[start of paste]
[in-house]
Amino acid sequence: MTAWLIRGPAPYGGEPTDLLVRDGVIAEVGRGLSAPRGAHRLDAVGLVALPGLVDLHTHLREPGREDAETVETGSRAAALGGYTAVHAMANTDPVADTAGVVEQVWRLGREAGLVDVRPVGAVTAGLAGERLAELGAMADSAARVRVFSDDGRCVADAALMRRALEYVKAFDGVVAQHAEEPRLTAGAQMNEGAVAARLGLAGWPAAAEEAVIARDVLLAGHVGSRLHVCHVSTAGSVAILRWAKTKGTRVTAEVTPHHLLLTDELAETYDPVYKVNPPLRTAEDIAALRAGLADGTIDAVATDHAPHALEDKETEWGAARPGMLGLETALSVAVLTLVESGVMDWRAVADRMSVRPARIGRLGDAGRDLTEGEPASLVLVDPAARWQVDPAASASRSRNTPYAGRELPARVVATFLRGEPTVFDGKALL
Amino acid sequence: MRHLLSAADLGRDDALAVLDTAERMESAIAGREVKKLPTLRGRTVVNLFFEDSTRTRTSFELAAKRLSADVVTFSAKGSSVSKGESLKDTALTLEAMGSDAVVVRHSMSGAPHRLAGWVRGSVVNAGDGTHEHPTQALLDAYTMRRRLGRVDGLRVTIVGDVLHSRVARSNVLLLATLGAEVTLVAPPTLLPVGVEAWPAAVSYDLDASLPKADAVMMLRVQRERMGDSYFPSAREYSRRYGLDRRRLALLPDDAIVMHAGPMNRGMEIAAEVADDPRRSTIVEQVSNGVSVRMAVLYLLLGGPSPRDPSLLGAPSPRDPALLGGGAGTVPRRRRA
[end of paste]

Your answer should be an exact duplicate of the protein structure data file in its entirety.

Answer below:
[in-house]
Amino acid sequence: MTAWLIRGPAPYGGEPTDLLVRDGVIAEVGRGLSAPRGAHRLDAVGLVALPGLVDLHTHLREPGREDAETVETGSRAAALGGYTAVHAMANTDPVADTAGVVEQVWRLGREAGLVDVRPVGAVTAGLAGERLAELGAMADSAARVRVFSDDGRCVADAALMRRALEYVKAFDGVVAQHAEEPRLTAGAQMNEGAVAARLGLAGWPAAAEEAVIARDVLLAGHVGSRLHVCHVSTAGSVAILRWAKTKGTRVTAEVTPHHLLLTDELAETYDPVYKVNPPLRTAEDIAALRAGLADGTIDAVATDHAPHALEDKETEWGAARPGMLGLETALSVAVLTLVESGVMDWRAVADRMSVRPARIGRLGDAGRDLTEGEPASLVLVDPAARWQVDPAASASRSRNTPYAGRELPARVVATFLRGEPTVFDGKALL
Amino acid sequence: MRHLLSAADLGRDDALAVLDTAERMESAIAGREVKKLPTLRGRTVVNLFFEDSTRTRTSFELAAKRLSADVVTFSAKGSSVSKGESLKDTALTLEAMGSDAVVVRHSMSGAPHRLAGWVRGSVVNAGDGTHEHPTQALLDAYTMRRRLGRVDGLRVTIVGDVLHSRVARSNVLLLATLGAEVTLVAPPTLLPVGVEAWPAAVSYDLDASLPKADAVMMLRVQRERMGDSYFPSAREYSRRYGLDRRRLALLPDDAIVMHAGPMNRGMEIAAEVADDPRRSTIVEQVSNGVSVRMAVLYLLLGGPSPRDPSLLGAPSPRDPALLGGGAGTVPRRRRA